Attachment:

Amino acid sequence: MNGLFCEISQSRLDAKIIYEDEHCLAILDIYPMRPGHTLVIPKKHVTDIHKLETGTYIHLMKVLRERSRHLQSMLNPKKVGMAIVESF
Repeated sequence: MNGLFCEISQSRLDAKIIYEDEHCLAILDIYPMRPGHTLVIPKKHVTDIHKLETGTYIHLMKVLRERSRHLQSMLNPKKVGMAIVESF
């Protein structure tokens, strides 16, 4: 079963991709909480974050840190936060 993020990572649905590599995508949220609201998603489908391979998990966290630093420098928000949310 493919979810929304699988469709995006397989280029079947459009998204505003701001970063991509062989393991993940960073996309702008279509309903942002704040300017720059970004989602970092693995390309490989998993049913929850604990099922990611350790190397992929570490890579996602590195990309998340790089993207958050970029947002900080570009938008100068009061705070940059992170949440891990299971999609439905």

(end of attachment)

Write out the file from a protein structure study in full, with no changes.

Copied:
Amino acid sequence: MNGLFCEISQSRLDAKIIYEDEHCLAILDIYPMRPGHTLVIPKKHVTDIHKLETGTYIHLMKVLRERSRHLQSMLNPKKVGMAIVESF
Repeated sequence: MNGLFCEISQSRLDAKIIYEDEHCLAILDIYPMRPGHTLVIPKKHVTDIHKLETGTYIHLMKVLRERSRHLQSMLNPKKVGMAIVESF
């Protein structure tokens, strides 16, 4: 079963991709909480974050840190936060 993020990572649905590599995508949220609201998603489908391979998990966290630093420098928000949310 493919979810929304699988469709995006397989280029079947459009998204505003701001970063991509062989393991993940960073996309702008279509309903942002704040300017720059970004989602970092693995390309490989998993049913929850604990099922990611350790190397992929570490890579996602590195990309998340790089993207958050970029947002900080570009938008100068009061705070940059992170949440891990299971999609439905």